Lalonde, a French former environment minister, said: “The message was to be careful and take a long hard look at the issues. Several people were very blunt in saying that you cannot ask nature to do everything. You cannot feed people and soak up carbon and protect biodiversity and fuel cars.”
“European transport ministers set the target ‘as long as it is sustainable’. That is a key sentence.”
Lalonde said that many lobbyists – not least farmers – were pushing for greater biofuel use and subsidies.
The FT reports that a spokesman for Andris Piebalgs, the EU energy commissioner, said he would publish a plan for hitting the target by the end of the year. “We are carrying out the mandate given to us by European leaders,” he said. “New technology will play a big role.”
That is a gamble, say some, as such technology is unproven. Most current biofuels use a lot of energy to break down plants. The OECD believes governments should scrap subsidies to those and fund research into second generation fuels, which use waste products such as cut grass.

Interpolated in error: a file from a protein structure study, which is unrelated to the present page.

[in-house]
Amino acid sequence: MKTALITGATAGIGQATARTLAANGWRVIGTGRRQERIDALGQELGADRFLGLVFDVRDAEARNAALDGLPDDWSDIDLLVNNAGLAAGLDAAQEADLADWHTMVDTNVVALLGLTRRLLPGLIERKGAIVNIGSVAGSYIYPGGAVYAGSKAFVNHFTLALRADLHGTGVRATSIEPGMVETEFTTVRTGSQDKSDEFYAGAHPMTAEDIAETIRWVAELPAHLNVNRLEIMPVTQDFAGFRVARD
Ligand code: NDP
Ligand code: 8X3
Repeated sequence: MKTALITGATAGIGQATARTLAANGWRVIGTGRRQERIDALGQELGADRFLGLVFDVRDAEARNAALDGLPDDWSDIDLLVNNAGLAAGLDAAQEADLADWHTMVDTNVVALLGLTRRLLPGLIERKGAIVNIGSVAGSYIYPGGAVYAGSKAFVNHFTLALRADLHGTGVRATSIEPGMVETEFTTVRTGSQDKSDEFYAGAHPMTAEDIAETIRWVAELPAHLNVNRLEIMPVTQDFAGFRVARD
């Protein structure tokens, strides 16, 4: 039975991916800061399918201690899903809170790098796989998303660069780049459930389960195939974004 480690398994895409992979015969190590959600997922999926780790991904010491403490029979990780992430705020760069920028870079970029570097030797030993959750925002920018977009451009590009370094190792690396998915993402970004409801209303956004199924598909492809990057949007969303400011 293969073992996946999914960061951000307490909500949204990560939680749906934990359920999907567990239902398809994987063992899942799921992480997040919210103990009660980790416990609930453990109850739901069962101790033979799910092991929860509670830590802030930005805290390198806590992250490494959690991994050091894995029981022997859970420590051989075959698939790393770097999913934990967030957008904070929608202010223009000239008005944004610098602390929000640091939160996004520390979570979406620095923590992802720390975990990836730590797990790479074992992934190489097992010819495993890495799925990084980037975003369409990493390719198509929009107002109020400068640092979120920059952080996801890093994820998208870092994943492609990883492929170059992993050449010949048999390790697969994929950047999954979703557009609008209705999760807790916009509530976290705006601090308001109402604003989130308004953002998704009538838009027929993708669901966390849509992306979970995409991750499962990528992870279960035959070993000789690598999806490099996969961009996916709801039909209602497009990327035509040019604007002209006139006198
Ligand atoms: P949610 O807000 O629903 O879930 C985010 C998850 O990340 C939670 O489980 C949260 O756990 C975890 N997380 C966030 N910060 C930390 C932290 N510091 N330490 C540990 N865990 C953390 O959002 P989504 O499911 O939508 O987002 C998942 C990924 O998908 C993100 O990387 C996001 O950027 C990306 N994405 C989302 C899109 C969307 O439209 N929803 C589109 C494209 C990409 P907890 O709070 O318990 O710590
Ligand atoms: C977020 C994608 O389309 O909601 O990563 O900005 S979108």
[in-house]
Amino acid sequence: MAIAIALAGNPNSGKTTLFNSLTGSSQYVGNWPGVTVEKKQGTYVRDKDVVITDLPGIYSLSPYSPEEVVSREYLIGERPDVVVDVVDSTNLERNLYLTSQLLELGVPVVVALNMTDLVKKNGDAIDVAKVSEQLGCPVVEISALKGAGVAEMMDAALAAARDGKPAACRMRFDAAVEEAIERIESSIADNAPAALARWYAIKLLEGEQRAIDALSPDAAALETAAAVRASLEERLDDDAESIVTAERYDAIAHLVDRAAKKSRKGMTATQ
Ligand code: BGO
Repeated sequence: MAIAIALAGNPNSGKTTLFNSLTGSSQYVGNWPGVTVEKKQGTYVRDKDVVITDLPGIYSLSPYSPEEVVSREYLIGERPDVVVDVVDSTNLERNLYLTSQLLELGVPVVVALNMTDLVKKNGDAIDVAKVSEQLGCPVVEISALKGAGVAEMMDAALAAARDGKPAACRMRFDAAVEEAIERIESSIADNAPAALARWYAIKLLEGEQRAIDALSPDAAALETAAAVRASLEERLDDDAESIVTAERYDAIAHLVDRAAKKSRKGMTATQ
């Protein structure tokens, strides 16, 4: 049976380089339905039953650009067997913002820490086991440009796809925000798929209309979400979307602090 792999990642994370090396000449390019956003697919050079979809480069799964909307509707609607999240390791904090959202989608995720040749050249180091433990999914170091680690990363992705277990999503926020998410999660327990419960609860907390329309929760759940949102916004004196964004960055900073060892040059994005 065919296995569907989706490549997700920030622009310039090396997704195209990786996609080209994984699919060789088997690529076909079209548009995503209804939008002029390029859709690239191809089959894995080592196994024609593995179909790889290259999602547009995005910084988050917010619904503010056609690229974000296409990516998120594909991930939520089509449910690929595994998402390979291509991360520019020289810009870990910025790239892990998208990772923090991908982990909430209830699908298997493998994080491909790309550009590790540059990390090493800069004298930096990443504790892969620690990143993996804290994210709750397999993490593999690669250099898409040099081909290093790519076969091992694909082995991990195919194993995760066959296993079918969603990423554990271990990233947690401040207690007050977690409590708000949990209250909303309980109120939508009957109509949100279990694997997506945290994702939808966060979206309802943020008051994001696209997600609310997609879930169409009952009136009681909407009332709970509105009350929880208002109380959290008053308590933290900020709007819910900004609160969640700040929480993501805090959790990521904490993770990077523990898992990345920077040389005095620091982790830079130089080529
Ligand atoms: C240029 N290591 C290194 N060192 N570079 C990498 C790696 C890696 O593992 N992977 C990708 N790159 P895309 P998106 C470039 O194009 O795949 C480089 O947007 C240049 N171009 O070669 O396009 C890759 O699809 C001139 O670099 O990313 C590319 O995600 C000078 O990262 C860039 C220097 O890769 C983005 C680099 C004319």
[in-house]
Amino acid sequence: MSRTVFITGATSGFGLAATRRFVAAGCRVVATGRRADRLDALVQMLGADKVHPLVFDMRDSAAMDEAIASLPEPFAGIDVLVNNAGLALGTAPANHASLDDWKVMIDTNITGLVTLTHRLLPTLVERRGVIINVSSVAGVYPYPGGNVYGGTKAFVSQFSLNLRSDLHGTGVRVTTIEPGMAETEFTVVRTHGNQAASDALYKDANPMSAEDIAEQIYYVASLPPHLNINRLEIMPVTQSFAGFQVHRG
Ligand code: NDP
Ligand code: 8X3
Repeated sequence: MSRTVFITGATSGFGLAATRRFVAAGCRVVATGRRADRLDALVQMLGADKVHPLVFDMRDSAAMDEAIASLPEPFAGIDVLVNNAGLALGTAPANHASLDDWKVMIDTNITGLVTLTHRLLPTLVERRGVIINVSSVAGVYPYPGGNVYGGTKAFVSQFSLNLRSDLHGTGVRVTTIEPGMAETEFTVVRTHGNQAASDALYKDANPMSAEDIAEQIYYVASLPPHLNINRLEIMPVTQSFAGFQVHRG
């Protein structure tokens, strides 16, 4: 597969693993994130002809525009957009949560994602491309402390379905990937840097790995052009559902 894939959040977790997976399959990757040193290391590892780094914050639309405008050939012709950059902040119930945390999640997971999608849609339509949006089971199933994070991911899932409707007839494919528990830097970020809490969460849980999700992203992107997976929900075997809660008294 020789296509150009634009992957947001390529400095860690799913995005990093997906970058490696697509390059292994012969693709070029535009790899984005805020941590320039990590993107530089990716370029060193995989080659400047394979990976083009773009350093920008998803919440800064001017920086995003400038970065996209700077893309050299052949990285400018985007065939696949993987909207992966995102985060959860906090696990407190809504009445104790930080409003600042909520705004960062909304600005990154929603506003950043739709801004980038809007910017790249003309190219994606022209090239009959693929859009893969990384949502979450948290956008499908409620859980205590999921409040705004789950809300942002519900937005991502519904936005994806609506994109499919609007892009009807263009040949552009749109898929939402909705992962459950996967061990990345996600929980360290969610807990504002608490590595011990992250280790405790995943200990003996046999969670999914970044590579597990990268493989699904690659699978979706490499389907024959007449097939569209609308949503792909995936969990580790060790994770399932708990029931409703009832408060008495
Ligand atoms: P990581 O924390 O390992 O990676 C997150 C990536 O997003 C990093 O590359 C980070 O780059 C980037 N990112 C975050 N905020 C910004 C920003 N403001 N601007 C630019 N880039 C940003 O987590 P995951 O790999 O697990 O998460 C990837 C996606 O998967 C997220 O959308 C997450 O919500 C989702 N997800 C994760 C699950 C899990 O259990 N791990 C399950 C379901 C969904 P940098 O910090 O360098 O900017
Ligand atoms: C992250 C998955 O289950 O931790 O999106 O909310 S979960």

Background to scrapping grain production limit
Set-aside was introduced to limit production of cereals in the EU and applied on a voluntary basis from 1988/89. After the 1992 reform, it became obligatory i.e. producers under the general scheme were required to set-aside a defined percentage of their declared areas in order to be eligible to direct payments. With the 2003 reform, they received set-aside entitlements, which give the right to a payment if they are accompanied by eligible land put into set-aside.
The rate of obligatory set-aside was initially decided every year but in 1999/2000 it was set permanently at 10 % for simplification purposes. In the new Member States that opted for the Single Area Payment Scheme (SAPS), farmers are exempted from the obligation of set-aside (Poland, Czech Republic, Slovak Republic, Hungary, Lithuania, Latvia, Estonia, Cyprus, Bulgaria and Romania).
Commissioner Fischer Boel announced on 16 July her intention to submit the present proposal. Since then the estimate for the EU cereals crop has been revised down and prices have kept rising.